William Newsom, Sr. [Dad's 9th Great Grand Father] was born 1584 in Newsom Hall, Lancashire, England. He married Lucille Singleton [Dad's 9th Great Grand Mother] about 1605 in Newsom Hall, Lancashire, England.

William Newsom, Jr. [Dad's 8th Great Grand Father] was born 1614 in Newsom Hall, Lancashire, England, and died about 1657 in Rich Neck, James City, Virginia. William arrived in Virginia August 21, 1635, on the "George" and signed the ship's register as "William Neesum, farmer"

At the age of 17, he married (1) Penelope Ramsey Abt. 1631 in Lancashire, England. She was born Abt. 1615 in Lancashire, England.

Two years later he married (2) Sarah Fisher Abt. 1633 in Lancashire, England. She was born in Lancashire, England.

And again two years later, he married (3) Elizabeth Wilson Abt. 1635 in Lancashire, England. She was born in Lancashire, England.

In 1636 William immigrated to Jamestown Virginia bringing with him 11 persons. Included among the "11 persons" William transported were Penelope Ramsey (the first wife), Sarah Fisher (the second wife) and Elizabeth Wilson (his third and then current wife).

He married yet a fourth time to (4) Gertrude ? about 1637 in Surry County, Virginia. She was born about 1614 in Jamestown, Virginia.

We are not yet sure from available records which of William's four known wives bore his children, William and Alice.

Penelope Ramsey was selected at random to maintain lineage continuity. The children of William Newsom and Penelope Ramsey are William Newsom III, born 1648 in Lawne's Creek Parish, Surry County, Virginia; died September 05, 1691 in Surry County, Virginia and Alice Newsom, born about 1650 in Lawne's Creek Parish, Surry County, Virginia; died Bef. January 04, 1675 in Surry County, Virginia. She married Roger Rawlings 1668 in Surry County, Virginia; born Abt. 1634; died March 05, 1694 in Surry County, Virginia.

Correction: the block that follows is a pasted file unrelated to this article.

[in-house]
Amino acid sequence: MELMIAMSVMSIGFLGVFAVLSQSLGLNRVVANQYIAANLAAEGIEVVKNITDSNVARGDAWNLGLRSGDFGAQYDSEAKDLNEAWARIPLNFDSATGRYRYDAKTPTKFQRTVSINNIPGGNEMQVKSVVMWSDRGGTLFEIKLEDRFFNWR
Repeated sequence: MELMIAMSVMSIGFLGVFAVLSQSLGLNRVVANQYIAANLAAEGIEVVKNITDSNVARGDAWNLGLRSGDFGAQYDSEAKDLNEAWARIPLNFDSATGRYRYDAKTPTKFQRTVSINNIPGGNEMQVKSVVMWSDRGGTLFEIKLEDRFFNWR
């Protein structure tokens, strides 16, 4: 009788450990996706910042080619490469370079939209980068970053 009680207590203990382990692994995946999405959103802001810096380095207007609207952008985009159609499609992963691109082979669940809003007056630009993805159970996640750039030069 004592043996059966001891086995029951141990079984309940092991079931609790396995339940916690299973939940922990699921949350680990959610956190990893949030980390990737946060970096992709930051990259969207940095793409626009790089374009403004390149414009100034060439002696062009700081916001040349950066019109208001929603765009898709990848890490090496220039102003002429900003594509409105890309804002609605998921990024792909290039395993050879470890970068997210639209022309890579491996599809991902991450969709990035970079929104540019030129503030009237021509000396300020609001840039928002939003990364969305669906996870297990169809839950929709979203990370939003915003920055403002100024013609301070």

In 1636 William was granted 550 acres of land in the "County of James City toward Sunken Marsh for the transportation of 11 persons to Virginia" This patent on the land was renewed Aug 26, 1643.

It is possible that William Newsom, Jr. had children other than William III and Alice. This is almost certain if he is identical with a William Newsom who was granted land in Lancaster County, Virginia after 1649 (Grant Book 2, p. 202, 203; Grant Book 5, p. 465; Grant Book 6, p. 264). A son of this William Newsom who was granted land in Lancaster County was probably Robert Newsom, whose will was dated December 20, 1693, and probated in Lancaster County July 10, 1695, and who left his property to his sons, William and Robert, and his daughter, Elizabeth. The son, William, died in Lancaster County in 1700 and left his land to his sons, William and Robert. His will is dated April 26, 1700, and probated October 10, 1700.